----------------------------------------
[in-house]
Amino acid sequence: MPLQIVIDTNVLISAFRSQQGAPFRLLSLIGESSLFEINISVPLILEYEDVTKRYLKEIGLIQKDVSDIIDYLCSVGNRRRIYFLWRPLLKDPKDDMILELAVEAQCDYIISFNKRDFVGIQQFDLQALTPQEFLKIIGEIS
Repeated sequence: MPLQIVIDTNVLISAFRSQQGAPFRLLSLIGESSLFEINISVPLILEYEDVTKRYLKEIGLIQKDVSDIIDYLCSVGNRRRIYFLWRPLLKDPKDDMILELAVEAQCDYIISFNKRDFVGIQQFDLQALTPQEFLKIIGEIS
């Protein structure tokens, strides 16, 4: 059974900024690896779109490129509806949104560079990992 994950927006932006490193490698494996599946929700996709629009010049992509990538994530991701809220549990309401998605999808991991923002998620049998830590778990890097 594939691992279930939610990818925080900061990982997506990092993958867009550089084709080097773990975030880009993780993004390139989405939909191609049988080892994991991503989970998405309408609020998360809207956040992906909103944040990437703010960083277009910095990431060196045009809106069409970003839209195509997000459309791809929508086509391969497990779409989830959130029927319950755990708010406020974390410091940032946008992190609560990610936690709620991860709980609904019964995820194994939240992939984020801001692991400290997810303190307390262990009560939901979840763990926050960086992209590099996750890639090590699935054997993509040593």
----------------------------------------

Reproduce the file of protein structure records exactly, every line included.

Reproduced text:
[in-house]
Amino acid sequence: MPLQIVIDTNVLISAFRSQQGAPFRLLSLIGESSLFEINISVPLILEYEDVTKRYLKEIGLIQKDVSDIIDYLCSVGNRRRIYFLWRPLLKDPKDDMILELAVEAQCDYIISFNKRDFVGIQQFDLQALTPQEFLKIIGEIS
Repeated sequence: MPLQIVIDTNVLISAFRSQQGAPFRLLSLIGESSLFEINISVPLILEYEDVTKRYLKEIGLIQKDVSDIIDYLCSVGNRRRIYFLWRPLLKDPKDDMILELAVEAQCDYIISFNKRDFVGIQQFDLQALTPQEFLKIIGEIS
């Protein structure tokens, strides 16, 4: 059974900024690896779109490129509806949104560079990992 994950927006932006490193490698494996599946929700996709629009010049992509990538994530991701809220549990309401998605999808991991923002998620049998830590778990890097 594939691992279930939610990818925080900061990982997506990092993958867009550089084709080097773990975030880009993780993004390139989405939909191609049988080892994991991503989970998405309408609020998360809207956040992906909103944040990437703010960083277009910095990431060196045009809106069409970003839209195509997000459309791809929508086509391969497990779409989830959130029927319950755990708010406020974390410091940032946008992190609560990610936690709620991860709980609904019964995820194994939240992939984020801001692991400290997810303190307390262990009560939901979840763990926050960086992209590099996750890639090590699935054997993509040593």